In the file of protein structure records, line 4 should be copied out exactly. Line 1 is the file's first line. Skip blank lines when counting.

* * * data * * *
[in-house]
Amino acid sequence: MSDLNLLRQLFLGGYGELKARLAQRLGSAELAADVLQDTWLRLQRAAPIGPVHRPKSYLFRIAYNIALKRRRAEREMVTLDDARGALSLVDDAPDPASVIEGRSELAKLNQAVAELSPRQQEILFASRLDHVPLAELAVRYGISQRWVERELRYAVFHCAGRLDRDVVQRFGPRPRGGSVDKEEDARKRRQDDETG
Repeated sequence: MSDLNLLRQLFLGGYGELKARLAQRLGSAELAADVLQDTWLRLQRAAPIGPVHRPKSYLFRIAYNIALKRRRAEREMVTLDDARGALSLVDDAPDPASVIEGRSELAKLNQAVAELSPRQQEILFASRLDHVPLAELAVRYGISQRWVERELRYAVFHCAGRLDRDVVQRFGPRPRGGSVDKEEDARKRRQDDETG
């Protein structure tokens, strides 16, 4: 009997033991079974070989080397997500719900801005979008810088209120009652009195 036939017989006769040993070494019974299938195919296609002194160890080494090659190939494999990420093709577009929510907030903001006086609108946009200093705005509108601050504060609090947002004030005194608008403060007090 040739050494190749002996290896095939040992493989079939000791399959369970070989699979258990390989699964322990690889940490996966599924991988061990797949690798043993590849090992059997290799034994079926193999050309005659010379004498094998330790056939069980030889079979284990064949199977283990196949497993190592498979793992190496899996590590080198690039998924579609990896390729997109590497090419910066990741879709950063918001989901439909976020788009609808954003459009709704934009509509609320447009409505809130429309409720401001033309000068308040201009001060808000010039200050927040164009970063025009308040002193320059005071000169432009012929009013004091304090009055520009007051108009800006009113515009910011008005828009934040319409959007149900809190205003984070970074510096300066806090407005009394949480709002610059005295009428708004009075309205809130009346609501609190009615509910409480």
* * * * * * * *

């Protein structure tokens, strides 16, 4: 009997033991079974070989080397997500719900801005979008810088209120009652009195 036939017989006769040993070494019974299938195919296609002194160890080494090659190939494999990420093709577009929510907030903001006086609108946009200093705005509108601050504060609090947002004030005194608008403060007090 040739050494190749002996290896095939040992493989079939000791399959369970070989699979258990390989699964322990690889940490996966599924991988061990797949690798043993590849090992059997290799034994079926193999050309005659010379004498094998330790056939069980030889079979284990064949199977283990196949497993190592498979793992190496899996590590080198690039998924579609990896390729997109590497090419910066990741879709950063918001989901439909976020788009609808954003459009709704934009509509609320447009409505809130429309409720401001033309000068308040201009001060808000010039200050927040164009970063025009308040002193320059005071000169432009012929009013004091304090009055520009007051108009800006009113515009910011008005828009934040319409959007149900809190205003984070970074510096300066806090407005009394949480709002610059005295009428708004009075309205809130009346609501609190009615509910409480």